Ideology is the antithesis of authentic religion


By Father Bud Grant

Fr. Grant

The political polarization that tugs at the fringes of our society distorts seemingly straightforward policy decisions into ideological battle grounds. Take, for example, the U.S. Fish & Wildlife Service proposal to de-list the gray wolf (lupis canis) as an endangered species. As with most environmental issues, this one tells us at least as much about ourselves as it does the problem we are addressing.
A recent news story explored this observation in admirable detail: “in much of the American West,” reporter Nathan Rott observes, “the gray wolf is a political issue as important — and divisive — as gun control, or health care or gay marriage are in other parts of the country.” A young waitress in Gardiner, Wyo., candidly notes that “you can’t be neutral in anybody’s mind, it’s like you have to choose a side … If you say, like, ‘oh I like wolves,’ then someone that doesn’t will be like ‘oh, well then, I have no respect for you’ … there’s nothing else” (
Nor are Christians immune to vitriolic extremism. A sheep rancher who, acting entirely within the law, killed a wolf after his flock had been preyed upon, received death threats and comments such as, “I will pray your family suffers terribly every night for the rest of my life.”
So where does this polarization come from? Mary Midgley, in her insightful work, “Wickedness,” argues that we project our own deeply human flaws onto other species … and the “big bad wolf” of fairy tale is perhaps our most natural bogey man. Midgley and others insist that genuine wickedness is a distinctly human trait triggered by a disorder of our virtues or, more precisely, a lack of a certain essential quotient in our moral reasoning. This lack, says ethicist John Kekes, can be cognitive, emotive or volitional; that is, we can be thoughtless, insensitive or weak-willed (see Diana Cates: “Wickedness,” Iowa Research Online), especially when we are focused only on our own sense of success or, more worrisome, if we feel so marginalized, powerless, humiliated or hopeless that we resort to desperate malevolence … choosing evil even when there is no perceivable advantage to ourselves.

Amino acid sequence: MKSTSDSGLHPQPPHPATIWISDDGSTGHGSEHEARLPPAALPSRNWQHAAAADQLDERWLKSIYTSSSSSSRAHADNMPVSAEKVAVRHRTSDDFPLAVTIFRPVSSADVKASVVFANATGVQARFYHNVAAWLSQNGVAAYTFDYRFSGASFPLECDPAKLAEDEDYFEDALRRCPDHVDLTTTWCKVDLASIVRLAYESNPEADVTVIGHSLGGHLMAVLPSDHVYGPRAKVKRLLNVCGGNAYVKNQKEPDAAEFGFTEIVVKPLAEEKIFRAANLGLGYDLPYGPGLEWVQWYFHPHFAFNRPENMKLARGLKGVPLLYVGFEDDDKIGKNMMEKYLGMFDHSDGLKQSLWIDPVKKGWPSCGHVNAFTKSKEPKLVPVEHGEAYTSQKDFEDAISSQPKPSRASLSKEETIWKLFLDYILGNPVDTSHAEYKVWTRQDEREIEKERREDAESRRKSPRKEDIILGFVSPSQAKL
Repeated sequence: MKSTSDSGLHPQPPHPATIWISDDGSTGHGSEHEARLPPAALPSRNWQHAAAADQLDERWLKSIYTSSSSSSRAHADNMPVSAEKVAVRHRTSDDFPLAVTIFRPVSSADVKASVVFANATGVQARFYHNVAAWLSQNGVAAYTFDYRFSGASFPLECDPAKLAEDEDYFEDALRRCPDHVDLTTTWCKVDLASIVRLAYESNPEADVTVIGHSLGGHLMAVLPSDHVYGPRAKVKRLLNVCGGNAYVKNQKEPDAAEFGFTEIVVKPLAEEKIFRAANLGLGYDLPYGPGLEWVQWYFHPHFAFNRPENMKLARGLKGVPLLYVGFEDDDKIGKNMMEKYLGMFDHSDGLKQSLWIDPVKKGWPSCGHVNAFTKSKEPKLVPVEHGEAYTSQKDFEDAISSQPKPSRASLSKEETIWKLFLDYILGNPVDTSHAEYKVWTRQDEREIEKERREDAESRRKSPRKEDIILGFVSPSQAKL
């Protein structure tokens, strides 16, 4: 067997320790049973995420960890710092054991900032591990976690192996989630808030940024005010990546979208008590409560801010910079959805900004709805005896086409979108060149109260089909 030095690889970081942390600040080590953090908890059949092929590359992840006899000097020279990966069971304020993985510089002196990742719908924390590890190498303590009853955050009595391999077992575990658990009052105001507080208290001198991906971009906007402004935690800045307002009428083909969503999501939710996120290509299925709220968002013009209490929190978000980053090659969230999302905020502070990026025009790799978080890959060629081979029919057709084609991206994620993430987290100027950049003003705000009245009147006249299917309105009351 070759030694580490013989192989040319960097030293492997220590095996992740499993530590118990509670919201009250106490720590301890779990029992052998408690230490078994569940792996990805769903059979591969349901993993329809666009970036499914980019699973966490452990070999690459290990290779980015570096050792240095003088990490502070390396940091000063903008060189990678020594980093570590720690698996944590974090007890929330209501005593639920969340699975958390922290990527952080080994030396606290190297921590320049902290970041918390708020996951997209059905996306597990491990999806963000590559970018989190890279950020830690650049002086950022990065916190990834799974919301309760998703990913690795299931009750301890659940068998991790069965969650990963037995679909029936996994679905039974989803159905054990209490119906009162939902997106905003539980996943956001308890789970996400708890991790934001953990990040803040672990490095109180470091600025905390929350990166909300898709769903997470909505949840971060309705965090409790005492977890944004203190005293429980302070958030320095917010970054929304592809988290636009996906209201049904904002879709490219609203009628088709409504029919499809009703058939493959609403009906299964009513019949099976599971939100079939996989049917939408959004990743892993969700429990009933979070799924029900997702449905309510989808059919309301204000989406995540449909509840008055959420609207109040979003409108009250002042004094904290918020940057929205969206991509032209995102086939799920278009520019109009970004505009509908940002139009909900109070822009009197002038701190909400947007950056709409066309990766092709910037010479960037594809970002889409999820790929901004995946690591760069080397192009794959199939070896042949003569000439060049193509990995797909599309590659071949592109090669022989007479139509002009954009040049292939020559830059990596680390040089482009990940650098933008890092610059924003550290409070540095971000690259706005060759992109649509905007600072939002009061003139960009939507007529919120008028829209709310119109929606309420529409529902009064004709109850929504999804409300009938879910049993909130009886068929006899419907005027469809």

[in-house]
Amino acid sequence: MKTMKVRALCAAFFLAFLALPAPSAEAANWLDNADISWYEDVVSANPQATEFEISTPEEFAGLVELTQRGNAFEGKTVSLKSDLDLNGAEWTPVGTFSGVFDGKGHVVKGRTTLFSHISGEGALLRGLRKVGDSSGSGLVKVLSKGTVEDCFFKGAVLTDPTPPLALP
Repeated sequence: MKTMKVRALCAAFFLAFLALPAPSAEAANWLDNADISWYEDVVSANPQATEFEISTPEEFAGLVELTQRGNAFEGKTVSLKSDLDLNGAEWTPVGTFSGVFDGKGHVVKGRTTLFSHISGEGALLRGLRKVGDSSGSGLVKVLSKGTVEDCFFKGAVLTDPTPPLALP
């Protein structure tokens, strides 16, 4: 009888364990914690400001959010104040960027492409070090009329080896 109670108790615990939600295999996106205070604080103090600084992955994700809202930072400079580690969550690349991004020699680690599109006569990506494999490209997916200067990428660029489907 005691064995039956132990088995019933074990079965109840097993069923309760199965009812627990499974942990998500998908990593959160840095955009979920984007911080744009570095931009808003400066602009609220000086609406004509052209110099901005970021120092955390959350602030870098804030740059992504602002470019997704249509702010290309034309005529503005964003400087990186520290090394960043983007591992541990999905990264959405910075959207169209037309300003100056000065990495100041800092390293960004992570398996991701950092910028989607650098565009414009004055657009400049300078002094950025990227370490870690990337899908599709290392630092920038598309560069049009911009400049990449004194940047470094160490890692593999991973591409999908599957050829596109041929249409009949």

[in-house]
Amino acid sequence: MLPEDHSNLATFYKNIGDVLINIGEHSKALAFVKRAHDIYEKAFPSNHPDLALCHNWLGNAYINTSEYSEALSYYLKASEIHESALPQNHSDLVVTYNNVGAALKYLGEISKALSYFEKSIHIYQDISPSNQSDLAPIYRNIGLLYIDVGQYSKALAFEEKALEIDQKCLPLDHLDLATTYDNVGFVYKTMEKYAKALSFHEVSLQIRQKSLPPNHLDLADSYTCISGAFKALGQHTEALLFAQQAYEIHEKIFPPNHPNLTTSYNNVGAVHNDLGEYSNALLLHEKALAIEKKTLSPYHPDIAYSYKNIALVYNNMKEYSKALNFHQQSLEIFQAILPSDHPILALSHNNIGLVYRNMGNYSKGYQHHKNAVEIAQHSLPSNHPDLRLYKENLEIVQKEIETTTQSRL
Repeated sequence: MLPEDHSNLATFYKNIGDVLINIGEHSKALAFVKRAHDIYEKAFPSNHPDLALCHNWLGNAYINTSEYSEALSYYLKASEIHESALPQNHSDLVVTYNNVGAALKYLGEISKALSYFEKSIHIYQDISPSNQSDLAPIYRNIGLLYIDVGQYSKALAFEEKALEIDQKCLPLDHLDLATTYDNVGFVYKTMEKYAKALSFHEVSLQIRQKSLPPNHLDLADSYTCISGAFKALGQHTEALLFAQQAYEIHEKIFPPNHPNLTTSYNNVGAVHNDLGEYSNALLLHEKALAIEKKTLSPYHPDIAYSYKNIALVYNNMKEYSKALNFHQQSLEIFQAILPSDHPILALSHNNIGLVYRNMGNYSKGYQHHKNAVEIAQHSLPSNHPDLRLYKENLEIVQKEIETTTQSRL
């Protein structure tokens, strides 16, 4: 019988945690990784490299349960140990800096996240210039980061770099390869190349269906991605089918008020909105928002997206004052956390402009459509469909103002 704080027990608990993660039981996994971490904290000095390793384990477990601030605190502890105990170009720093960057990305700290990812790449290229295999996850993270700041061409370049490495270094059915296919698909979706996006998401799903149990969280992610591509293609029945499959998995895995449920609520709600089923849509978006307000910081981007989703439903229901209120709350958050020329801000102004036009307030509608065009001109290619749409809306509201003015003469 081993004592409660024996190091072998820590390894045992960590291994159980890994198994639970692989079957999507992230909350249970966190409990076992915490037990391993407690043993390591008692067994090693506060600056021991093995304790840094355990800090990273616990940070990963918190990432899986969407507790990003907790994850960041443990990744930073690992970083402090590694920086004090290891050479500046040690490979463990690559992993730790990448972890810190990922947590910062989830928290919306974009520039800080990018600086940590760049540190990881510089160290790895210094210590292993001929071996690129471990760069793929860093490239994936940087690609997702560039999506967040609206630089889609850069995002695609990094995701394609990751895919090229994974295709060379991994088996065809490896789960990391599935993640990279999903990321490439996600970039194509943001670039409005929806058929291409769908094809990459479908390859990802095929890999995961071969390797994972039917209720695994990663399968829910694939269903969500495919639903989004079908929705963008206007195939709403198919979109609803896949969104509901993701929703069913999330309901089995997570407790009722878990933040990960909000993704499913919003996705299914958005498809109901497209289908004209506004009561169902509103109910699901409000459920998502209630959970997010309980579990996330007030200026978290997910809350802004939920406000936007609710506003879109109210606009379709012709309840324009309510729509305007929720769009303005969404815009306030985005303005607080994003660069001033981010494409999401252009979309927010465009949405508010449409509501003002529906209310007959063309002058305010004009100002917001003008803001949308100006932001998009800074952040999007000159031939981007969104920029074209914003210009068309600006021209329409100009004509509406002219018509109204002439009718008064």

Though this condition of ideological rigidity is relatively rare, it is a more potent stimulus to quick judgment and rash acts than cautious, thoughtful and dispassionate adjudication for the common good. Too often associated with people of faith, ideology is, in fact, the very antithesis of authentic religion. Where the former is blind, closed, rigid, fearful and even violent, the latter is honest, open, hopeful and compassionate.  Moreover, religion is bravely informed where ideology is willfully ignorant.
So what are the facts about wolves? Historically, wolves occupied the entire continental United States. Once down to 50 animals, there are now about 6,000. “The restoration of the wolf … is America’s most significant wildlife conservation accomplishment in the 20th century,” says Doug Smith, head of Yellowstone wolf project.  There are only three wolf species (the “gray,” “timber,” and “arctic” are all the same species). The Mexican wolf (a sub-species distinguished by ecological separation) remains listed.  Wolves are already de-listed in several states in the Northwest and upper Midwest — even in such places as Iowa, where there are no significant wolf populations. Yellowstone is the best place in the world to experience wolves, though 98 percent of the wolves of that ecosystem live outside the park’s borders (significantly, the park constitutes only one-fifth of the ecosystem). Wolf predation of ungulates such as Elk is not impacting populations. Livestock is hunted: in 2012 the federal government paid $100,000 to Idaho ranchers who had lost 71 cattle and 121 sheep. Where licensed hunting is legal only one in a hundred results in a dead wolf.
Such facts are as crucial as bricks are to buildings. Ethical considerations are at least as important: under what circumstances is species extermination morally conscionable? How can we manage ecosystems while also thriving?  Who should bear the costs?
(Father Bud Grant is a professor of theology at St. Ambrose University in Davenport.)

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